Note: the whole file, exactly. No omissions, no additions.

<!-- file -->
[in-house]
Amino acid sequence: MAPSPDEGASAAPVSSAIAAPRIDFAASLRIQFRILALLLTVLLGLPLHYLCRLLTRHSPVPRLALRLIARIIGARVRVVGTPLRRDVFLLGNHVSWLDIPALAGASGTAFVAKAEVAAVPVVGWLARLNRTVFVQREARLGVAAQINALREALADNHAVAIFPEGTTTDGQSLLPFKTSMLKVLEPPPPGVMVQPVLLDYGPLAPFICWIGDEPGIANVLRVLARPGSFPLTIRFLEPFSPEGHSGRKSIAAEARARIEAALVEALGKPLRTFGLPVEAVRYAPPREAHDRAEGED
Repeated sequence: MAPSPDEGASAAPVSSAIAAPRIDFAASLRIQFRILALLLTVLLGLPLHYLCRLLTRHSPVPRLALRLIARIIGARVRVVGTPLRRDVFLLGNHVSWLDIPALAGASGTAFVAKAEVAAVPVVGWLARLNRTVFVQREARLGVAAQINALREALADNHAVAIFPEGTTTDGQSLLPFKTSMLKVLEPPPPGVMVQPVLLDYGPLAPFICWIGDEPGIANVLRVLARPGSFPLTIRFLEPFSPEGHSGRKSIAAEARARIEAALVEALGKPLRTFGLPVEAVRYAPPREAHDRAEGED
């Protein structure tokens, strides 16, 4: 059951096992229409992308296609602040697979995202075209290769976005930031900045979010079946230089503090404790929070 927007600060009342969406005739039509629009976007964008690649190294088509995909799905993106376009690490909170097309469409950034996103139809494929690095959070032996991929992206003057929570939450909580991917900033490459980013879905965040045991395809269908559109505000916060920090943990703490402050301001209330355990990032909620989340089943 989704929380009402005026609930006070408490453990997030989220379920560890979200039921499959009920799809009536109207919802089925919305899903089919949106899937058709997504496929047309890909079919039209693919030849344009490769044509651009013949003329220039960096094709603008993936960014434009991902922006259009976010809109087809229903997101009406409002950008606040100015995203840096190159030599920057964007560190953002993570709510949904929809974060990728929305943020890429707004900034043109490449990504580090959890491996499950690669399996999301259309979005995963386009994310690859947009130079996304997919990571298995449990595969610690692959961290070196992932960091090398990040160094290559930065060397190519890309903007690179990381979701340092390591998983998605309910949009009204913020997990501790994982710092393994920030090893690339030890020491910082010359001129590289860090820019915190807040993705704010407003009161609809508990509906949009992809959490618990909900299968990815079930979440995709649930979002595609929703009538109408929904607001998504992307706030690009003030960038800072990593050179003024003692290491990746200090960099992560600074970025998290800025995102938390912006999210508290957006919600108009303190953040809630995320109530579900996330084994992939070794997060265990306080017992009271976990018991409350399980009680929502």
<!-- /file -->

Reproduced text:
[in-house]
Amino acid sequence: MAPSPDEGASAAPVSSAIAAPRIDFAASLRIQFRILALLLTVLLGLPLHYLCRLLTRHSPVPRLALRLIARIIGARVRVVGTPLRRDVFLLGNHVSWLDIPALAGASGTAFVAKAEVAAVPVVGWLARLNRTVFVQREARLGVAAQINALREALADNHAVAIFPEGTTTDGQSLLPFKTSMLKVLEPPPPGVMVQPVLLDYGPLAPFICWIGDEPGIANVLRVLARPGSFPLTIRFLEPFSPEGHSGRKSIAAEARARIEAALVEALGKPLRTFGLPVEAVRYAPPREAHDRAEGED
Repeated sequence: MAPSPDEGASAAPVSSAIAAPRIDFAASLRIQFRILALLLTVLLGLPLHYLCRLLTRHSPVPRLALRLIARIIGARVRVVGTPLRRDVFLLGNHVSWLDIPALAGASGTAFVAKAEVAAVPVVGWLARLNRTVFVQREARLGVAAQINALREALADNHAVAIFPEGTTTDGQSLLPFKTSMLKVLEPPPPGVMVQPVLLDYGPLAPFICWIGDEPGIANVLRVLARPGSFPLTIRFLEPFSPEGHSGRKSIAAEARARIEAALVEALGKPLRTFGLPVEAVRYAPPREAHDRAEGED
């Protein structure tokens, strides 16, 4: 059951096992229409992308296609602040697979995202075209290769976005930031900045979010079946230089503090404790929070 927007600060009342969406005739039509629009976007964008690649190294088509995909799905993106376009690490909170097309469409950034996103139809494929690095959070032996991929992206003057929570939450909580991917900033490459980013879905965040045991395809269908559109505000916060920090943990703490402050301001209330355990990032909620989340089943 989704929380009402005026609930006070408490453990997030989220379920560890979200039921499959009920799809009536109207919802089925919305899903089919949106899937058709997504496929047309890909079919039209693919030849344009490769044509651009013949003329220039960096094709603008993936960014434009991902922006259009976010809109087809229903997101009406409002950008606040100015995203840096190159030599920057964007560190953002993570709510949904929809974060990728929305943020890429707004900034043109490449990504580090959890491996499950690669399996999301259309979005995963386009994310690859947009130079996304997919990571298995449990595969610690692959961290070196992932960091090398990040160094290559930065060397190519890309903007690179990381979701340092390591998983998605309910949009009204913020997990501790994982710092393994920030090893690339030890020491910082010359001129590289860090820019915190807040993705704010407003009161609809508990509906949009992809959490618990909900299968990815079930979440995709649930979002595609929703009538109408929904607001998504992307706030690009003030960038800072990593050179003024003692290491990746200090960099992560600074970025998290800025995102938390912006999210508290957006919600108009303190953040809630995320109530579900996330084994992939070794997060265990306080017992009271976990018991409350399980009680929502």